My response was simple: I was baffled as to why my four year old knowing who Freddy Gray was was baffling.
My son is a beautiful four year old boy. He is sweet and kind. He is more childlike than the other children who are starting Kindergarten this year (which he should be but isn't). My husband and I have been hellbent on extending his childhood -- insistent on preserving his youth -- until it's forced from our grasp by the inevitability of elementary school. He is the child running barefoot in the park, the one happily laughing the afternoons away at his gym class. He is a child in every sense of the world, boyhood dripping from his smile and his big dreams that have not yet been crushed by the world around him.
But he knows who Freddy Gray was because he lives in this world and so why shouldn't he know what is going on around him?
I argue with people often about the dangers of being color blind versus being color aware. It frightens me when people say smugly that they don't see color. If we, as a society, keep hiding our head in the sand, we can never heal the cracks that so desperately need to be welded together. We have taught Ethan the importance of being color aware not just because he has a sister who is biracial but because, as parents, it is our job to equip him with the necessary tools needed to be a productive member of society.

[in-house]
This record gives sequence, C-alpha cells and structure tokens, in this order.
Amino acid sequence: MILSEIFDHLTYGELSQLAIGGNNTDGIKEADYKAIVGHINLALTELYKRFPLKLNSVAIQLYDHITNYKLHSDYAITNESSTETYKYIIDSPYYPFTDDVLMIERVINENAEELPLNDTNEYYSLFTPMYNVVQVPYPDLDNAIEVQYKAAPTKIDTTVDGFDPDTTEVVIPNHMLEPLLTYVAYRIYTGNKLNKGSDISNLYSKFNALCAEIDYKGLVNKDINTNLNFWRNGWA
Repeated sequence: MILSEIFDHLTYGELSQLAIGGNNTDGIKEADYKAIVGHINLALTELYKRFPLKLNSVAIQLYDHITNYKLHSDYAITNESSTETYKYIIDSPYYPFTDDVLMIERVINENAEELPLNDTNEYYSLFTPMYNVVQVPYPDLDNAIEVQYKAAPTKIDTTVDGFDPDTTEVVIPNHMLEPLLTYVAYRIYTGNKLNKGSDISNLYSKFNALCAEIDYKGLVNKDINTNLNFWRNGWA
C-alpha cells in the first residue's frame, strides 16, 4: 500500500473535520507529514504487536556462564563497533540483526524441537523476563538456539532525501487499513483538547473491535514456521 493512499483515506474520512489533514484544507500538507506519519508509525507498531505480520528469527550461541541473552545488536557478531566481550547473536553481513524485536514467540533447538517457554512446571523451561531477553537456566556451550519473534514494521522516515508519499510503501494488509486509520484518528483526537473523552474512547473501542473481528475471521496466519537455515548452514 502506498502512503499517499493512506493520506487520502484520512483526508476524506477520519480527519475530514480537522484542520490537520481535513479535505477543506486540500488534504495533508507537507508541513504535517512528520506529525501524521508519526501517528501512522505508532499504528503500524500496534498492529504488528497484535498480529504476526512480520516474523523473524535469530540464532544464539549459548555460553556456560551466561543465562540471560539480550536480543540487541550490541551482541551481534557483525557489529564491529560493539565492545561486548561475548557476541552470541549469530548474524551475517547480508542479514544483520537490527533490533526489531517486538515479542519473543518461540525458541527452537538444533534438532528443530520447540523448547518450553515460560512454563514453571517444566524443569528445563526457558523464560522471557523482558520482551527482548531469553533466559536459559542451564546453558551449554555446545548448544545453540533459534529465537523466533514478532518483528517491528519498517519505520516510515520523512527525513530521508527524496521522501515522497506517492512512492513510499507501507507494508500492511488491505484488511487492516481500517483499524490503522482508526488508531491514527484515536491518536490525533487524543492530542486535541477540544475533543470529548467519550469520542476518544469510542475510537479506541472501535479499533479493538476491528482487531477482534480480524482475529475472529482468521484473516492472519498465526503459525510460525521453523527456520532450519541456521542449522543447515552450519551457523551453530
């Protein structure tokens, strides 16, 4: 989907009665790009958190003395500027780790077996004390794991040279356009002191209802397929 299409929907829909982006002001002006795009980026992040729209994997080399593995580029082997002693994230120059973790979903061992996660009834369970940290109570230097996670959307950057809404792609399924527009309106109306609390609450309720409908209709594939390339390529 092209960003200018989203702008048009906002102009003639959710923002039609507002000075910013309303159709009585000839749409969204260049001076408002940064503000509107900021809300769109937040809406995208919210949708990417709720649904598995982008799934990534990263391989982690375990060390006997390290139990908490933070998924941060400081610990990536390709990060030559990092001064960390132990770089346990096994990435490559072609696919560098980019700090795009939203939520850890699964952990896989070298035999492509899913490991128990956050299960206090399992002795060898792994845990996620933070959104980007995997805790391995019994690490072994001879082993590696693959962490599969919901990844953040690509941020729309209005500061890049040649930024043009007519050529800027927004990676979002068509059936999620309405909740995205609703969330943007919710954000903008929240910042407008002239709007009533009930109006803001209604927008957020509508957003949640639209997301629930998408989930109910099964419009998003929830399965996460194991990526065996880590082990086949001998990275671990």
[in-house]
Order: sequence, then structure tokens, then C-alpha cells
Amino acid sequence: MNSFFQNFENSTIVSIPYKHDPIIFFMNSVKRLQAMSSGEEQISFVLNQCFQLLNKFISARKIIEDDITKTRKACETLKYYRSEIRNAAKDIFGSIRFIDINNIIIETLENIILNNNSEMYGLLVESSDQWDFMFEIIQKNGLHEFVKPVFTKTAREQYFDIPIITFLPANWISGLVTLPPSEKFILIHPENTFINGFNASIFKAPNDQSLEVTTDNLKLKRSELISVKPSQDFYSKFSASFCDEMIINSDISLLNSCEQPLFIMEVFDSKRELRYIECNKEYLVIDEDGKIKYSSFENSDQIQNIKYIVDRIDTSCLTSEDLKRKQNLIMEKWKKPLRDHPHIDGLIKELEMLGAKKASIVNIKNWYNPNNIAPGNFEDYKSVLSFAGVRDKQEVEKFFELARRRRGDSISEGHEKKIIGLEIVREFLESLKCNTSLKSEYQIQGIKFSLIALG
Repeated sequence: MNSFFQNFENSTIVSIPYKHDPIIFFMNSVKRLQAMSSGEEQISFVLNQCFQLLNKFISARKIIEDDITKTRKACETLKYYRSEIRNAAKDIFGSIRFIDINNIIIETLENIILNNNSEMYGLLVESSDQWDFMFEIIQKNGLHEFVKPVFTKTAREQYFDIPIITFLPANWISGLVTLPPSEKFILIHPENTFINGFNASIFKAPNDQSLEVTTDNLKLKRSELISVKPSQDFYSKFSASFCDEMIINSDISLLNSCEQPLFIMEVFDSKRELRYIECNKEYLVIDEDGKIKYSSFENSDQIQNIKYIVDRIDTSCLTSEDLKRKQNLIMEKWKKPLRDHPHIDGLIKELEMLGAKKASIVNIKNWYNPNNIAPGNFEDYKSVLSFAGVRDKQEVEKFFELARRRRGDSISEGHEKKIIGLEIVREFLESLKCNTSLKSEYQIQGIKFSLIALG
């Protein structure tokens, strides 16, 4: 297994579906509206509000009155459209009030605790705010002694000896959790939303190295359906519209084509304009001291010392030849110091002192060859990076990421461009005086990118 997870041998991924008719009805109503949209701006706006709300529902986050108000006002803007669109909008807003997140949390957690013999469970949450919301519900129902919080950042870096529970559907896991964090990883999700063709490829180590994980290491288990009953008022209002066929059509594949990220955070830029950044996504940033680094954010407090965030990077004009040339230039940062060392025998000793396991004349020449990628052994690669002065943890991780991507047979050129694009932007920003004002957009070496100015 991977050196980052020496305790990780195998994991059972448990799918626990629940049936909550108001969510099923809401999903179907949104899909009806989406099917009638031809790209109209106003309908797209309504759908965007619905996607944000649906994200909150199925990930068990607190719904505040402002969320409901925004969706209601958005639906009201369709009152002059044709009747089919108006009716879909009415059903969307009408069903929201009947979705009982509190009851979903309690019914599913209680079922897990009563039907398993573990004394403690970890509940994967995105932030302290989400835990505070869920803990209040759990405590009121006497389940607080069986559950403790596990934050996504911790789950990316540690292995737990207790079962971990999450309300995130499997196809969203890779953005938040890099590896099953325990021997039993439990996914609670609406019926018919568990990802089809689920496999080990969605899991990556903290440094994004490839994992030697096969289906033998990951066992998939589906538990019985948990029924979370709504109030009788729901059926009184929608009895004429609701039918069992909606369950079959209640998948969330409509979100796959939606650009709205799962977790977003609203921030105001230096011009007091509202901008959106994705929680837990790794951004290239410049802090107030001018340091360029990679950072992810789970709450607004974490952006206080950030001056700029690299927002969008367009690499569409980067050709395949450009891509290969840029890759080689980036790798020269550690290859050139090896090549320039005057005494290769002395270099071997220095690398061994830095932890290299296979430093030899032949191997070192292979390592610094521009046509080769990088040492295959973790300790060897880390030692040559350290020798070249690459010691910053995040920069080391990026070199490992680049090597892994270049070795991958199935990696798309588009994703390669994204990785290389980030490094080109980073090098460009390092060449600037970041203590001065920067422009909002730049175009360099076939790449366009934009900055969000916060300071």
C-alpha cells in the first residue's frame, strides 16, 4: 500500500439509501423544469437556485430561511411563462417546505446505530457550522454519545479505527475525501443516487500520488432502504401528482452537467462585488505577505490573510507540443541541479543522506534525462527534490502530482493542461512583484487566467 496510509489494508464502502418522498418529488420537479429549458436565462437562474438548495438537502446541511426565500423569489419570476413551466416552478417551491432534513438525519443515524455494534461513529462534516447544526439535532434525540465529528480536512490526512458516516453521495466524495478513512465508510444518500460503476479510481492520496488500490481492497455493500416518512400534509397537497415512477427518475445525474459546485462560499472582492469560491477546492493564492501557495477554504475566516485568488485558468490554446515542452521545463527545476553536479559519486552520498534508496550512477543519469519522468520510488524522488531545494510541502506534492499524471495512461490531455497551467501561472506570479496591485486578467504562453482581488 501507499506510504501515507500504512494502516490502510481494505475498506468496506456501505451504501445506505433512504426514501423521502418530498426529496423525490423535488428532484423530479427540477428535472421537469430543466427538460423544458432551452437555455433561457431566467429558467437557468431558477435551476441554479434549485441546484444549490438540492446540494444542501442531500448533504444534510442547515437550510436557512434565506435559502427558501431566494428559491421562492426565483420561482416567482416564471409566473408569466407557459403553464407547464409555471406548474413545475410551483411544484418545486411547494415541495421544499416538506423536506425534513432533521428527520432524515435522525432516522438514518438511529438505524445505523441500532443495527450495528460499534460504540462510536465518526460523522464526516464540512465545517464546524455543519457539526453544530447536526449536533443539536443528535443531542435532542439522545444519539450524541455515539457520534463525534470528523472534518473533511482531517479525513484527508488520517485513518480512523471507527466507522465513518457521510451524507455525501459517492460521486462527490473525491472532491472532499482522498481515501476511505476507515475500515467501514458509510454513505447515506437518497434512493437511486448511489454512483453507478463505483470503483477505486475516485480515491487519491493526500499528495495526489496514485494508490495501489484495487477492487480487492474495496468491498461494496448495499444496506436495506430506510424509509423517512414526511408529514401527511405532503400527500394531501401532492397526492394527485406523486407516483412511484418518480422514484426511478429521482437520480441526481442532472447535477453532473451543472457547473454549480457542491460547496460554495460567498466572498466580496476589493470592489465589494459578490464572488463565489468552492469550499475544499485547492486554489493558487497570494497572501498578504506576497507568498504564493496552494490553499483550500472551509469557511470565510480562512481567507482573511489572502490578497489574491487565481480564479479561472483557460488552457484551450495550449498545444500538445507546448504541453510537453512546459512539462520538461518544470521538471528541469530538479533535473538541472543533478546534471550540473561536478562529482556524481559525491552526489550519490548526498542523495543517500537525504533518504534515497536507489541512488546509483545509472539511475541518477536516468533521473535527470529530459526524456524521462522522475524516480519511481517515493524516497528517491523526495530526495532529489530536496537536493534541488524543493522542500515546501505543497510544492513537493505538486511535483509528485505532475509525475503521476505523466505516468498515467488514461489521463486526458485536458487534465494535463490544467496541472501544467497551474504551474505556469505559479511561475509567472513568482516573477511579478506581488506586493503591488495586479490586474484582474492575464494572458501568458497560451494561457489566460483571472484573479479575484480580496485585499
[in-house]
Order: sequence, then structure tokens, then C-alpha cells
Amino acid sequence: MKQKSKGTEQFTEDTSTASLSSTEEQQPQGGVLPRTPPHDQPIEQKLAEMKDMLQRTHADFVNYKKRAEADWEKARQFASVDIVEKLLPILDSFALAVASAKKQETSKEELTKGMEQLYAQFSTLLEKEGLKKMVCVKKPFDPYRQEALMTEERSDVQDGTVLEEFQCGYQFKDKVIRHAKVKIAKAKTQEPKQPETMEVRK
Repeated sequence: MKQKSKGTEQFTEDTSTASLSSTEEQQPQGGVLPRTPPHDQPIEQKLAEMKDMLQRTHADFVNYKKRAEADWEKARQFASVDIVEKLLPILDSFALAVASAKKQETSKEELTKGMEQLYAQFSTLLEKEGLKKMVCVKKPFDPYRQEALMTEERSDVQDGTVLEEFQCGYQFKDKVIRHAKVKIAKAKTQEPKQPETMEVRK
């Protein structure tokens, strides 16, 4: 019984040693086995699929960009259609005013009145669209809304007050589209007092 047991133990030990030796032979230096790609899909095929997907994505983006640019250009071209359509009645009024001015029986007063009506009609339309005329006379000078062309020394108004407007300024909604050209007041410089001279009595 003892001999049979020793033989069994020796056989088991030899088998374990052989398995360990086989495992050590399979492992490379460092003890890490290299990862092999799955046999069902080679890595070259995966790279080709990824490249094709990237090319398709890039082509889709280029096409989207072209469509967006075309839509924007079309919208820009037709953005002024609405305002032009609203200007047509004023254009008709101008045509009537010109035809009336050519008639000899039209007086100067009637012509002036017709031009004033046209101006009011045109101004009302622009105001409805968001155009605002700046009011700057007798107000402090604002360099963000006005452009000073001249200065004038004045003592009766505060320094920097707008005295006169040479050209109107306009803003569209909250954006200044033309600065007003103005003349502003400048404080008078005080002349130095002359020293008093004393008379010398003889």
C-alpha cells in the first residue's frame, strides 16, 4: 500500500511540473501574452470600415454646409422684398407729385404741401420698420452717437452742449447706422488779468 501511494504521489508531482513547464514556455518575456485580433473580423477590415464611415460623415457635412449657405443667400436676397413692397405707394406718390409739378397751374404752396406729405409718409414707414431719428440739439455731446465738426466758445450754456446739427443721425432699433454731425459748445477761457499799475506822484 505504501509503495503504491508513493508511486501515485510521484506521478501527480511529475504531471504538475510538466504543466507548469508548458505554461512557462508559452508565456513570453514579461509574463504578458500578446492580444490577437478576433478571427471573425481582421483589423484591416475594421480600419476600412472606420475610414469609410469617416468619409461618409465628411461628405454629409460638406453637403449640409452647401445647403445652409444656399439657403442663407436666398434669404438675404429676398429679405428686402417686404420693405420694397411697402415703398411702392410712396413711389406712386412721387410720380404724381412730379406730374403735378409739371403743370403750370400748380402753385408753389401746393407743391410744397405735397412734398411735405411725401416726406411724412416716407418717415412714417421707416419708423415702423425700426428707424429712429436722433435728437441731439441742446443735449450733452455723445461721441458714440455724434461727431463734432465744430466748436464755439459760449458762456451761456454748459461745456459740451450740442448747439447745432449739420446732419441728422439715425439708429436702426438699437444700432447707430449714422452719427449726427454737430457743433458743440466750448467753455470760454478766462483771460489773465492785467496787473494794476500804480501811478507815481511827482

At four, Ethan is a little bit more intellectual than I know what to do with. Sometimes I can't answer his questions. Sometimes he just wants to pretend to be a robot, speaking in bee-boo, bee-boo noises. Other times, he wants to come up with a detailed plan to solve world poverty. We've always believed in following the child and quenching their desire for knowledge. Perhaps the most important thing we want him to know as boyhood evolves into adulthood ith is the importance of being kind. Is there someone out there who thinks that Freddy Gray was treated with kindness? Is there someone out there who believes there to be justification behind his senseless death and the inevitability that no charges will be likely be filed (please, universe, prove me wrong).
I want Ethan to be the change that I wish to see in the world, just as I strive to be. We want him to be the one who stands up when someone is being wronged. We want him to see color, to see unfairness, to be the voice for someone who has been unjustly silenced.
Yes, my four year old knows who Freddy Gray was. He knows that most people are good but that some are bad, or make bad choices for reasons unknown (although Ethan speculates it's because their parents didn't hug them enough or maybe they didn't jump in enough puddles as children). He knows that the best way to fight hatred is with love. He knows that he can never turn the other cheek if anyone is harming someone else.
We choose to let our child know what is going around him in this world so that he knows the importance of standing up for kindness and for love. After all, love is the best way to stomp out hate. If we pretend Freddy Gray's murder never happened, if we pretend that there are no problems in modern day America -- how can we expect to fix them? We owe our children a better tomorrow than this.